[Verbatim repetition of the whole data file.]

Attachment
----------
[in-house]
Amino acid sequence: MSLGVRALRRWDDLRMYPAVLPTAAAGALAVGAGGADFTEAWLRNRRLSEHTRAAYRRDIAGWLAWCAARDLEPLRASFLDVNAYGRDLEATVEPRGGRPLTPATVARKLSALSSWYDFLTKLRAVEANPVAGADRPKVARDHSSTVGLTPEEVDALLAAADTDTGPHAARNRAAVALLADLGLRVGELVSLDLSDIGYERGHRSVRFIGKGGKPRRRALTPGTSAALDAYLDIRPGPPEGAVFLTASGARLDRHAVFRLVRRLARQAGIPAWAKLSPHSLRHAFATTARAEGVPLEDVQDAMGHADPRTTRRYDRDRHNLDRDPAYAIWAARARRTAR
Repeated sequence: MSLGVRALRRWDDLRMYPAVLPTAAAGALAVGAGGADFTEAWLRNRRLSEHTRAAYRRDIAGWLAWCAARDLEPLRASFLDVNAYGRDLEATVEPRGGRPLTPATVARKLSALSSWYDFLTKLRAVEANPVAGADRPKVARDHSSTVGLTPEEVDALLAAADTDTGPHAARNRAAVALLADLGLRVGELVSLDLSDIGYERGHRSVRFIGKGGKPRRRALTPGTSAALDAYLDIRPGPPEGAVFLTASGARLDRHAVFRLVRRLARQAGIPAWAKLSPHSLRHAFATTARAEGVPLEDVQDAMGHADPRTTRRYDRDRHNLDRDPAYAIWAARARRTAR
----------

[in-house]
Amino acid sequence: MSLGVRALRRWDDLRMYPAVLPTAAAGALAVGAGGADFTEAWLRNRRLSEHTRAAYRRDIAGWLAWCAARDLEPLRASFLDVNAYGRDLEATVEPRGGRPLTPATVARKLSALSSWYDFLTKLRAVEANPVAGADRPKVARDHSSTVGLTPEEVDALLAAADTDTGPHAARNRAAVALLADLGLRVGELVSLDLSDIGYERGHRSVRFIGKGGKPRRRALTPGTSAALDAYLDIRPGPPEGAVFLTASGARLDRHAVFRLVRRLARQAGIPAWAKLSPHSLRHAFATTARAEGVPLEDVQDAMGHADPRTTRRYDRDRHNLDRDPAYAIWAARARRTAR
Repeated sequence: MSLGVRALRRWDDLRMYPAVLPTAAAGALAVGAGGADFTEAWLRNRRLSEHTRAAYRRDIAGWLAWCAARDLEPLRASFLDVNAYGRDLEATVEPRGGRPLTPATVARKLSALSSWYDFLTKLRAVEANPVAGADRPKVARDHSSTVGLTPEEVDALLAAADTDTGPHAARNRAAVALLADLGLRVGELVSLDLSDIGYERGHRSVRFIGKGGKPRRRALTPGTSAALDAYLDIRPGPPEGAVFLTASGARLDRHAVFRLVRRLARQAGIPAWAKLSPHSLRHAFATTARAEGVPLEDVQDAMGHADPRTTRRYDRDRHNLDRDPAYAIWAARARRTAR